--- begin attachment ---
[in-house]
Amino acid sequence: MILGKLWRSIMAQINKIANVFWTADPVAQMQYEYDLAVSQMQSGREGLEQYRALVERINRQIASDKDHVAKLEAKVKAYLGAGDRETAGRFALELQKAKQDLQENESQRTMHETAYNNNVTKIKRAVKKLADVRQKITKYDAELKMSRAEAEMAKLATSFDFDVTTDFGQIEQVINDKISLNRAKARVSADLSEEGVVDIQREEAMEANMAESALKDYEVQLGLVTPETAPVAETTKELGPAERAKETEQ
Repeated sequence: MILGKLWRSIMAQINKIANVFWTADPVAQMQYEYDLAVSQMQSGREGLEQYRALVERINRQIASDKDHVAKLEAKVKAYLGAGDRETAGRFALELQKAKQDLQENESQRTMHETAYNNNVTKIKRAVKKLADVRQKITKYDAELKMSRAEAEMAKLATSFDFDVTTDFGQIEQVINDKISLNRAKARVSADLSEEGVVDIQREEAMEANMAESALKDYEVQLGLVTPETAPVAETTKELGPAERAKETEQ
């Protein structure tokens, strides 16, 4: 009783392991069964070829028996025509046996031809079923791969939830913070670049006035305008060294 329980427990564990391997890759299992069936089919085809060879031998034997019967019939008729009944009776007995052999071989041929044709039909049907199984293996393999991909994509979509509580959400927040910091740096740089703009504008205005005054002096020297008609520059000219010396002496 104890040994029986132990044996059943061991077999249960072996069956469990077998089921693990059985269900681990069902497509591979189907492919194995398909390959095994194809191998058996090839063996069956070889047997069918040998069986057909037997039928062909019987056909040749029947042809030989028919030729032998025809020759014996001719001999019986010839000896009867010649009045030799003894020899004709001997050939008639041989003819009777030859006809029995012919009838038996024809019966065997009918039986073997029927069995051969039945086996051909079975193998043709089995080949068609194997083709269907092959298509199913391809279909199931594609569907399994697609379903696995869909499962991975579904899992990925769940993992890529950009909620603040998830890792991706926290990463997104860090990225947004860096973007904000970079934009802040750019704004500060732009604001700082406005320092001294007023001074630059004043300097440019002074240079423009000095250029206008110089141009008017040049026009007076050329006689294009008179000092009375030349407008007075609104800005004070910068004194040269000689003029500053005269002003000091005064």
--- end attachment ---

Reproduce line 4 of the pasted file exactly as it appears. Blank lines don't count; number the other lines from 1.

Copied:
């Protein structure tokens, strides 16, 4: 009783392991069964070829028996025509046996031809079923791969939830913070670049006035305008060294 329980427990564990391997890759299992069936089919085809060879031998034997019967019939008729009944009776007995052999071989041929044709039909049907199984293996393999991909994509979509509580959400927040910091740096740089703009504008205005005054002096020297008609520059000219010396002496 104890040994029986132990044996059943061991077999249960072996069956469990077998089921693990059985269900681990069902497509591979189907492919194995398909390959095994194809191998058996090839063996069956070889047997069918040998069986057909037997039928062909019987056909040749029947042809030989028919030729032998025809020759014996001719001999019986010839000896009867010649009045030799003894020899004709001997050939008639041989003819009777030859006809029995012919009838038996024809019966065997009918039986073997029927069995051969039945086996051909079975193998043709089995080949068609194997083709269907092959298509199913391809279909199931594609569907399994697609379903696995869909499962991975579904899992990925769940993992890529950009909620603040998830890792991706926290990463997104860090990225947004860096973007904000970079934009802040750019704004500060732009604001700082406005320092001294007023001074630059004043300097440019002074240079423009000095250029206008110089141009008017040049026009007076050329006689294009008179000092009375030349407008007075609104800005004070910068004194040269000689003029500053005269002003000091005064």